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The Secrets of Surviving Infidelity

Foreword Review — Summer 2013

Author gives helpful advice on how couples can survive an affair and avoid the slippery slope that can lead to infidelity in the first place.

Infidelity does not necessarily have to mean the end of a marriage.

In The Secrets of Surviving Infidelity, Scott Haltzman, distinguished fellow of the American Psychiatric Association and retired Brown University professor, offers this encouraging and nurturing advice, from a nonjudgmental standpoint, to spouses who are considering remaining in a marriage after infidelity.

With suggestions both for the spouse who was unfaithful as well as the spouse who was cheated on, chapters deal with how to discuss an affair with a spouse, forgiveness, post-affair instructions, and how to identify the individual expectations spouses place on each other, as well as whether those expectations are realistic.

This fourth book of Haltzman’s (the previous three also focused on “secrets” to being happy individuals and establishing joyful marriages and families) includes many interesting and revealing examples gathered from his research, where participants shared their very personal experiences with infidelity. Those stories serve as case studies and add authenticity to the information Haltzman provides, and because Haltzman draws on his own experience providing couples counseling, as well as academic research studies, the guidance he offers is credible and convincing.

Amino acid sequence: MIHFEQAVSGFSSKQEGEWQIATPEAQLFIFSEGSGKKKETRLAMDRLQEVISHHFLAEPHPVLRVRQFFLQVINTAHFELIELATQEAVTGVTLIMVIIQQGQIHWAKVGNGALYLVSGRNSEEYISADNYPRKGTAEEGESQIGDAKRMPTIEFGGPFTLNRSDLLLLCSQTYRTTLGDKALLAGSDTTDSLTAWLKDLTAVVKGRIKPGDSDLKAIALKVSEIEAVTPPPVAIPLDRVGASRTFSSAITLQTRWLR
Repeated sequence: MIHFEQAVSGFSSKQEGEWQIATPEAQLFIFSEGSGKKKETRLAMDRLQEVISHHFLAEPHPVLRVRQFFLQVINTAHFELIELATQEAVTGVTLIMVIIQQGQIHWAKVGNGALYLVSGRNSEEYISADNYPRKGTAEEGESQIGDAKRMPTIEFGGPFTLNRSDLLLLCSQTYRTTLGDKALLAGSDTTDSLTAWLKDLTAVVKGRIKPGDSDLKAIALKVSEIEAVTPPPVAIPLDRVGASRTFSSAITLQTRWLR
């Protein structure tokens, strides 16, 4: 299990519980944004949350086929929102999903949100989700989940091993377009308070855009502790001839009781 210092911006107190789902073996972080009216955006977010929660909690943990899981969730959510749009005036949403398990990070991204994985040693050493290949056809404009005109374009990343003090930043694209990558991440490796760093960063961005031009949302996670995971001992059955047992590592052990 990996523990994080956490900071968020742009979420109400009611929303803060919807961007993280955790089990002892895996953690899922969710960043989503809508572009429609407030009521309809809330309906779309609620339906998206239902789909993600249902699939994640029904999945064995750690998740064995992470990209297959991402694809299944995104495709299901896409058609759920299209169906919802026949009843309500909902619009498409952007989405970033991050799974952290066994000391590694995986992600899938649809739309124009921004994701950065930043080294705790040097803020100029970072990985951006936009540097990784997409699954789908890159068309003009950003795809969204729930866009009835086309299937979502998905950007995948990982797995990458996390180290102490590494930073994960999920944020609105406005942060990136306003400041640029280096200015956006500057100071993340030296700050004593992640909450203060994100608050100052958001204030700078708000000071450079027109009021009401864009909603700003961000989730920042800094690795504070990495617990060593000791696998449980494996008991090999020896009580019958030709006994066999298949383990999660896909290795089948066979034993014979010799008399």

In addition to navigating the process of dealing with the aftermath of infidelity, much of the book addresses how to avoid situations that can lead to distrust between spouses and create suspicions about an affair. Haltzman dissects the types of nonsexual gestures and behaviors that can be a “slippery slope,” as they increase intimacy between nonspouses and can evolve into a sexual affair.

Haltzman speaks from a self-described pro-marriage bias—admitting he wants couples to attempt to save their marriages rather than divorce. He does not adopt the position of therapists who believe individual happiness is paramount. In a conversational tone, he mainly directs his suggestions to readers who are weighing whether to pursue a divorce or attempt reconciliation after a spouse has been unfaithful. By presenting real-world case studies and supporting those examples with statistics and other academic research findings, he validates that remaining in the marriage is a viable and common option.

While encouraging couples to make an attempt to keep their marriage together, Haltzman also acknowledges that each person must identify his or her own “deal breakers”—the situations that make the relationship irreparable. As a result, his advice will be helpful to those with the goal of saving a marriage after infidelity, but his guidance is also realistic and seeks to help readers determine the circumstances that might make reconciliation difficult or impossible to achieve.

Maria Siano